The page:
Friday, April 27, 2007

specific meat capacity

Pointless observation of the day which will enhance your life in no way whatsoever: musings on the heat retention properties of various kinds of food.

This struck me while I was eating a delicious plate of risotto for dinner this evening. Risotto appears to have interesting heat retention properties, in that it retains heat very well. Oh, sure, you serve it up in a big steaming pile and the outer layer becomes cool soon enough, but the inside stays volcanically hot. You find yourself having to keep stirring it around to let the steam out.

Contrast this, if you will, with pasta carbonara. This is proper pasta carbonara, mind, with the eggs and the cream, none of your shortcuts with the Philadelphia cheese and all. Delicious, but you plonk a big steaming pile of it on a plate, reach over to grab the tub of Parmesan, and by the time you come back to the plate it's cold. Stone cold, all the way through.

Speaking of food - hey! - we haven't done a recipe for a while. Here's one - ironically it's a kind of carbonara shortcut. This is, without doubt, the single dish I cook (in one of its variations) more than any other, by a factor of, well, several.

Dave's All-Purpose Creamy Pasta

Here's what you do. First, cook some pasta. I like linguine, 'cos it's quick and easy to cook - failing that, tagliatelle. Or, hey, penne, fusilli, whatever. Just avoid the two kinds of pasta I always avoid owing to their flawed design. These are: farfalle, because the pinch of the bow in the middle makes that area of the pasta shape cook more slowly than the outside, and conchiglie, because the shell shape makes some of the shapes turn up and float when you pour the water in, and you have to poke them down with a spoon. Anyway.....drain the pasta and run some cold water through it to arrest the cooking process and stop it sticking together.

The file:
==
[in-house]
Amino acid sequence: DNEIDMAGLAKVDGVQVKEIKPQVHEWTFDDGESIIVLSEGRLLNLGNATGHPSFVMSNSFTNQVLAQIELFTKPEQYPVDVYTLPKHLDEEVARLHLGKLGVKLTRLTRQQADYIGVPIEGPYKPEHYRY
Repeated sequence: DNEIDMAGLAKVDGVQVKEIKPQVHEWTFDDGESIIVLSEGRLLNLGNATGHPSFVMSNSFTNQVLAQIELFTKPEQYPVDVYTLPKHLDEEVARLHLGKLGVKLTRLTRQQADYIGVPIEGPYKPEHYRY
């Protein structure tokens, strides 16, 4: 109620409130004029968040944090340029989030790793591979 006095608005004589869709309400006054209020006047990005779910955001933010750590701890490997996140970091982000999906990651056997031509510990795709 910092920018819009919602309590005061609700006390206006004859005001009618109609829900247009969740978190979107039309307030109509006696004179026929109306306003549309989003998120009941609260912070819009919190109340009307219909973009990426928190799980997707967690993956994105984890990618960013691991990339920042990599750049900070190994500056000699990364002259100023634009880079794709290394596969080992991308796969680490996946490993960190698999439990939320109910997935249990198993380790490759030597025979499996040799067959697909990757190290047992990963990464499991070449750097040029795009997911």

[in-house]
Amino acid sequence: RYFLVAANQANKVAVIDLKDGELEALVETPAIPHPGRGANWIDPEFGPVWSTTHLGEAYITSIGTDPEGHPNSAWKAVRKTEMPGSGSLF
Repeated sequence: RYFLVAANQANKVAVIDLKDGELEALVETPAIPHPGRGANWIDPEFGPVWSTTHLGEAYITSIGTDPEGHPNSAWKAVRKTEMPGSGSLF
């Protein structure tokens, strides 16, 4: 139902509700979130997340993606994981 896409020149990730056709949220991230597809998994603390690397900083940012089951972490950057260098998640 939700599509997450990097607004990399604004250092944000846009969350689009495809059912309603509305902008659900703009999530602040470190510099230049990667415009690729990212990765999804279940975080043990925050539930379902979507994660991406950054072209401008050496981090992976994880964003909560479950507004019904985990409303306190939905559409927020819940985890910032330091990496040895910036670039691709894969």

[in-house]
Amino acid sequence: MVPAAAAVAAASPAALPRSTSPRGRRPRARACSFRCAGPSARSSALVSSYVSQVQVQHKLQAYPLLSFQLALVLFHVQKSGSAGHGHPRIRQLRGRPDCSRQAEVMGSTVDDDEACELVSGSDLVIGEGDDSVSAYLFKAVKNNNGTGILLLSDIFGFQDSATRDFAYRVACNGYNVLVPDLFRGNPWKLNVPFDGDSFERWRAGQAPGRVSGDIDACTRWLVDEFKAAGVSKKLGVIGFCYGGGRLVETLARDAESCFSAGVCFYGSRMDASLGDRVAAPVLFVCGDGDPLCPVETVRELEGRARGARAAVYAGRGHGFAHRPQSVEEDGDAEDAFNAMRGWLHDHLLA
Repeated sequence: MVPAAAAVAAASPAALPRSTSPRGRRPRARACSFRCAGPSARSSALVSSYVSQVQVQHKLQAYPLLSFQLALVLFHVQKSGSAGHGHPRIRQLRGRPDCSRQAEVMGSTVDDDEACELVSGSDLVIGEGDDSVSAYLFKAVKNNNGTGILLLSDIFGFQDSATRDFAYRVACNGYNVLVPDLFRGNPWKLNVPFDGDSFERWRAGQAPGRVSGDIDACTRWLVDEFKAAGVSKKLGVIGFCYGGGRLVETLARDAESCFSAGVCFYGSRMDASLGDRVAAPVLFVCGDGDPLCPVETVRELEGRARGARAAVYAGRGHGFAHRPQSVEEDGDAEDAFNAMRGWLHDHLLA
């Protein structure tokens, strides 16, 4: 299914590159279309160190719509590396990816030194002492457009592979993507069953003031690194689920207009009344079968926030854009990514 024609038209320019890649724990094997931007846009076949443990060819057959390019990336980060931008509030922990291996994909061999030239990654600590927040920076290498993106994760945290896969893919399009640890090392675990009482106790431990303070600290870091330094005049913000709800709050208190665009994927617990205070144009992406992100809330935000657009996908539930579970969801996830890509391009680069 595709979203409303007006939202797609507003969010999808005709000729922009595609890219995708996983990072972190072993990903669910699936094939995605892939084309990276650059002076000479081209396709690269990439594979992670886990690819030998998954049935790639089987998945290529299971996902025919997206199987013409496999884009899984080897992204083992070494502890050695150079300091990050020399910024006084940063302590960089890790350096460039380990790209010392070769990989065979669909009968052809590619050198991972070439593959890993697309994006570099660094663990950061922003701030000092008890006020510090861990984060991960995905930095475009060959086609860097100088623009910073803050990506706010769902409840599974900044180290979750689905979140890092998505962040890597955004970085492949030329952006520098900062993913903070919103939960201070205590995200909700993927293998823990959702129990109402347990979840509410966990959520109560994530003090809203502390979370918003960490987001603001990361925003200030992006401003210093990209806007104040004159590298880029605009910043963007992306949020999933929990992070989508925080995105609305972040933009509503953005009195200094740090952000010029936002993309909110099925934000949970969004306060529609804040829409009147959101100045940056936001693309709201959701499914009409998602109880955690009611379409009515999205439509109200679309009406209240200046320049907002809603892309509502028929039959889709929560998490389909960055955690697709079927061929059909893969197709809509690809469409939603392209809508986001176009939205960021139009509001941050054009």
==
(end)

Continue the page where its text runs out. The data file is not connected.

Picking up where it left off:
Second, put some olive oil in the pan and cook some garlic. Then add the meaty ingredients. These can be pretty much anything; examples I've used include:
  • ham and mushroom
  • bacon and mushroom
  • chicken and spinach
  • chicken, chorizo and black olives
Then put in a grind of black pepper and a huge dollop of pesto. I tend to use up to a third of a jar per portion, but that's just me. You can slosh in some supplementary liquid at this point, such as:
  • a splash of balsamic vinegar
  • lemon juice
  • red wine
  • white wine
I tend to oscillate between keeping it simple and spartan, and sloshing in ingredients willy-nilly. Then put the pasta back in and stir it all around. Finally chuck in a big lump of mascarpone cheese, probably a couple of dessertspoonsful, and a liberal sprinkling of parmesan. Then eat. It's not a low-calorie dish, it should be pointed out at this point, but on the other hand it is delicious. And it takes no time at all.

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